The New Year's resolutions many made to get fit have stalled by now. And one expert thinks that's because many people set their goals too high. More information:
"The point isn't to become a marathoner in one exercise session or return to your high school athletic glory days all at once," Dr. Jamy Ard, co-director of the Weight Management Center at Wake Forest Baptist Medical Center, said in a center news release.
"The point is to get over the inertia that has taken root in your self-motivation world and remind yourself of why you value being active," he explained. You'll improve your chances of success if you have a workout program that's a good fit for you, Ard said. "Physical activity not only needs to be simple and structured enough to meet your lifestyle demands, but also enjoyable enough for you to look forward to it," he added.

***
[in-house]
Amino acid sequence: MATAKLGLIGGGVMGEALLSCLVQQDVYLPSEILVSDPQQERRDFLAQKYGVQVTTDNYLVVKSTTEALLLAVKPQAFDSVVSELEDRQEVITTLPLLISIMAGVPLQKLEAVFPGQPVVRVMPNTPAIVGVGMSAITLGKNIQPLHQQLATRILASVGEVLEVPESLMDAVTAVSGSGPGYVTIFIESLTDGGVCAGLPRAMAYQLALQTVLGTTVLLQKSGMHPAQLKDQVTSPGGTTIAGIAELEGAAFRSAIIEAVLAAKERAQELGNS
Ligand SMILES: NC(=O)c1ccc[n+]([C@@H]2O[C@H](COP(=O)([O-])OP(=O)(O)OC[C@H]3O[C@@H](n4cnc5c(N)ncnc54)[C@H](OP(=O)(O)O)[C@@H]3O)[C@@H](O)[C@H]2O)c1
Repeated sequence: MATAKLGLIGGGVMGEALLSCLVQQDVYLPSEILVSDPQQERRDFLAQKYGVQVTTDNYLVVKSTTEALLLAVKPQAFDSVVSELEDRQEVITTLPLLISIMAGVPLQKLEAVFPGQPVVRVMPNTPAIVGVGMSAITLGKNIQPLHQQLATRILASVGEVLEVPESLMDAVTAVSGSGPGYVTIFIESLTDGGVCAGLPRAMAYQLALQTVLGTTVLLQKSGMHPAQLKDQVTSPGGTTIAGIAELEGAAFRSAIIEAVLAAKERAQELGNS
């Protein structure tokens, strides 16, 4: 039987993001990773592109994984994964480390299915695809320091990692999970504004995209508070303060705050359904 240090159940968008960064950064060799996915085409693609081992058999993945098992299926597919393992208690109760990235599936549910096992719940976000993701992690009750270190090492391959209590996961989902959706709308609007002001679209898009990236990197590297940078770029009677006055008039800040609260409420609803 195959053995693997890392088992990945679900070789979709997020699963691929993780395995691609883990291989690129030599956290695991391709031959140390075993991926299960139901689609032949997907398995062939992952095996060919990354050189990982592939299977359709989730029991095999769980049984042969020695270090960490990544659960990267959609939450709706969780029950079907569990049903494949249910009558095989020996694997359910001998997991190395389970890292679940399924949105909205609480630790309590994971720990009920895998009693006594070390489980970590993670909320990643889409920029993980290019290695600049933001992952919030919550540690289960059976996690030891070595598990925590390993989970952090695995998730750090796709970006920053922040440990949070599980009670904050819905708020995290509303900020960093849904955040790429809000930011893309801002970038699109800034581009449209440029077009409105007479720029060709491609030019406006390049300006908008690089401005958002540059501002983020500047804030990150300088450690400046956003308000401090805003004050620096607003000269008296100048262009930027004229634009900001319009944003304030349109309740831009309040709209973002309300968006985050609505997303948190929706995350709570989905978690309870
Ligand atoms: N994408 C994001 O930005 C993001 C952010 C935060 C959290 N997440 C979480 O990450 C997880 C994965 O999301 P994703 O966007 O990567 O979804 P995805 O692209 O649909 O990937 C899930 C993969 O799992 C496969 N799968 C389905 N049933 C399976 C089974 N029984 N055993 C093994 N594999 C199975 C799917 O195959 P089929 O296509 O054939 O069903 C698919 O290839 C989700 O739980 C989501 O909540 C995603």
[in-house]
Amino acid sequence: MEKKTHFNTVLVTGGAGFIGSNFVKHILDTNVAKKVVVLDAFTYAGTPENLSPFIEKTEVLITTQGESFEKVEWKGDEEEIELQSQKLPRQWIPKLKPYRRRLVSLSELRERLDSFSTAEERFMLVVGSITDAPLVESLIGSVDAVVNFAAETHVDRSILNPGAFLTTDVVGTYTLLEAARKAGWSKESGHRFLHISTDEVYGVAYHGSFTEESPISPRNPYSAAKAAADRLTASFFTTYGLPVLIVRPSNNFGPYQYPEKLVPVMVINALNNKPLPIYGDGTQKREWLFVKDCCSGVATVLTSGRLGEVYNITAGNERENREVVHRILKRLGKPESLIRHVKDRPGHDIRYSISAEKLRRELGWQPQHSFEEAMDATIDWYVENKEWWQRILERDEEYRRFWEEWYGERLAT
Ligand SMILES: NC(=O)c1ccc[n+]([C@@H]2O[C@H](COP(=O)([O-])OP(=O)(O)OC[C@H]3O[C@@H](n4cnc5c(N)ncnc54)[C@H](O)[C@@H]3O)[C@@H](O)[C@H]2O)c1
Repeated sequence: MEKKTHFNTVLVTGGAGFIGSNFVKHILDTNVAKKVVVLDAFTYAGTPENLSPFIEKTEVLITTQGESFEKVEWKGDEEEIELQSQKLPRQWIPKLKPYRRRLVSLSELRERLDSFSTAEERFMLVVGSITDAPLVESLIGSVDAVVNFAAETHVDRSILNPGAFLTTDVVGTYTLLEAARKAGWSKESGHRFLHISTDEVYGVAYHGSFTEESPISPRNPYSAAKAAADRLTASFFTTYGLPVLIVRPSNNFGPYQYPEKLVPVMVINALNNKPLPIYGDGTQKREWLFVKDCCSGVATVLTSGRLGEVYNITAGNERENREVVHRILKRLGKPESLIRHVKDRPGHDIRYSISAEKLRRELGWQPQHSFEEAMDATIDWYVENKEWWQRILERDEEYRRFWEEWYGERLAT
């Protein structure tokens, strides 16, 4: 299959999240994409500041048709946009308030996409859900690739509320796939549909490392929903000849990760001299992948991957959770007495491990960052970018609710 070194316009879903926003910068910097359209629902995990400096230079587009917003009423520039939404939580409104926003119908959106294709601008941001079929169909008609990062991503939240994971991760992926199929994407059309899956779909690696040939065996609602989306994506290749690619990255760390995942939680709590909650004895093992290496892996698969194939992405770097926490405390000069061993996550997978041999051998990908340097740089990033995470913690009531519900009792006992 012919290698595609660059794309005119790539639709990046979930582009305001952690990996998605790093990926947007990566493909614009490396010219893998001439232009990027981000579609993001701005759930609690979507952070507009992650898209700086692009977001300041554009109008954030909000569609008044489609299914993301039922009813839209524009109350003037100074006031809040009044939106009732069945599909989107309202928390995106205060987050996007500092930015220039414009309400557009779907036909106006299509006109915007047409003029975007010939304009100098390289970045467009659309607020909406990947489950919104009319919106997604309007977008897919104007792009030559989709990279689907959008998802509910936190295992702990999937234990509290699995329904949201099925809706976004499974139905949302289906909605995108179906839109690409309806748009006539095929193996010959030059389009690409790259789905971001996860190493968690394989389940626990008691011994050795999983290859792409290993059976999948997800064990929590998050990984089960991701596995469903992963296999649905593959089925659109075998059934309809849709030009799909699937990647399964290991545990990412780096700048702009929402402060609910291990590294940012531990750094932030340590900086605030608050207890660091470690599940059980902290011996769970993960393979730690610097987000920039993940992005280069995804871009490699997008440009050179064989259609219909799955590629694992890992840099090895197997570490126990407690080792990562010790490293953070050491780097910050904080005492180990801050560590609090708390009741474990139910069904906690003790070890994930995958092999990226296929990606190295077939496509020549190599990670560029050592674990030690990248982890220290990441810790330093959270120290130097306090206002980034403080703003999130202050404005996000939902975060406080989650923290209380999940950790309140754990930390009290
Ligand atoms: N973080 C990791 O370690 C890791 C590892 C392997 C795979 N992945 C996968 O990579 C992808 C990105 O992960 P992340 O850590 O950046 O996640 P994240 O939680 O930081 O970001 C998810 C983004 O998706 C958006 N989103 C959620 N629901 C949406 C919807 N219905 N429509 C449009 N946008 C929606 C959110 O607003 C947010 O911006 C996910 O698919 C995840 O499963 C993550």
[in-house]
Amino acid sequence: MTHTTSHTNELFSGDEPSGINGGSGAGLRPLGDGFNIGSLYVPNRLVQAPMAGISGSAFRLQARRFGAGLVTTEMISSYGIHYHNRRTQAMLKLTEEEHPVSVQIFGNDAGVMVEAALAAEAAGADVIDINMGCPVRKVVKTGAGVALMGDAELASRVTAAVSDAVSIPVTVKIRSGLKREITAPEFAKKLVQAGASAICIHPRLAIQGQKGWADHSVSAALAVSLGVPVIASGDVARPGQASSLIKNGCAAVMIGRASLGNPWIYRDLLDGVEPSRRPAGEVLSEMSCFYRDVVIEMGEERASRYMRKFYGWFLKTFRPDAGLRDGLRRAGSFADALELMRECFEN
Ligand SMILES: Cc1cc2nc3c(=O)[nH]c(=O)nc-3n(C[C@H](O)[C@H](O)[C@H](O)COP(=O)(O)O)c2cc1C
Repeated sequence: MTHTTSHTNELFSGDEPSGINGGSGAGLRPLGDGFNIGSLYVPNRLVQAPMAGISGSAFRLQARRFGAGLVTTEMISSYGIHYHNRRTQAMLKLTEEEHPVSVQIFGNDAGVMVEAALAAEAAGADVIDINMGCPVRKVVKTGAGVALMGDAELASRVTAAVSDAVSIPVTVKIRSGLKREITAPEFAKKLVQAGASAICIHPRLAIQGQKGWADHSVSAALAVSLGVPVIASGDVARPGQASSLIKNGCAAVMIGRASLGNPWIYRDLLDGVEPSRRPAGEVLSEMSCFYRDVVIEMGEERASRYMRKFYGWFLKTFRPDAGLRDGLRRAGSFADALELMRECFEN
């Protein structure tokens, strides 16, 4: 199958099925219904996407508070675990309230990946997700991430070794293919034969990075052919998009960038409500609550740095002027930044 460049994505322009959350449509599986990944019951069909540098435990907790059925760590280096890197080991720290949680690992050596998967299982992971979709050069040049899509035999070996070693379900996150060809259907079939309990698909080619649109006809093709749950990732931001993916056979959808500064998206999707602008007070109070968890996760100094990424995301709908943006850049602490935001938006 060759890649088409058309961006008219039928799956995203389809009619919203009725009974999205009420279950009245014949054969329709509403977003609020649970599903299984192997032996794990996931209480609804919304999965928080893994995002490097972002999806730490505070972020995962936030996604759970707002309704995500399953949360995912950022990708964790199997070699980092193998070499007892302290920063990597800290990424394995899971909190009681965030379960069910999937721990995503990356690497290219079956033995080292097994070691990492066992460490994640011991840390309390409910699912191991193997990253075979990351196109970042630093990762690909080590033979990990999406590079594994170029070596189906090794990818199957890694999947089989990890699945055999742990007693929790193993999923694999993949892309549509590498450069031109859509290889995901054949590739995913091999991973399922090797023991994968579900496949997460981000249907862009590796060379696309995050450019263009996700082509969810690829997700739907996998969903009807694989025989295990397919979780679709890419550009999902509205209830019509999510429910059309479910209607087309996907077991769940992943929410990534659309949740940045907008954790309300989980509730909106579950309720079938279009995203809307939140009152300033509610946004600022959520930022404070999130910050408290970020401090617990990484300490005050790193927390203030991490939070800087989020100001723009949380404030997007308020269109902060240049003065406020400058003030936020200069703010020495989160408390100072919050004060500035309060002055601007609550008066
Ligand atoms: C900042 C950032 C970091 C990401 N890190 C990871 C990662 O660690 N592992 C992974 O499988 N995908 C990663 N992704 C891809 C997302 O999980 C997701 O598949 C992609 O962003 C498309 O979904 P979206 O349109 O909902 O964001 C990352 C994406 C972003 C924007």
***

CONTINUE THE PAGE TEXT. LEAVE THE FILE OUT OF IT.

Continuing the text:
Ard offered some advice about how to start and maintain an exercise regimen. It begins with finding something you enjoy, whether it's going to the gym, starting a walking program or joining a running group.
You need to start slowly and have a simple plan. That could be a short stroll around the block or a 10-minute walk at work. Your plan should be so easy to do that it will be almost impossible for you to find excuses not to do it. Keep challenging yourself by adding a little more to your fitness routine on a regular basis. If you're more active today than yesterday, you're moving in the right direction, Ard said.
"Seeing positive change can be extremely reinforcing, no matter how small. And maybe that will be enough to get you springing back sooner rather than later," he said.
The U.S. National Heart, Lung, and Blood Institute offers a guide to physical activity.
© 2014 HealthDay
© 2014 The New York Times
Photo Source: Thinkstock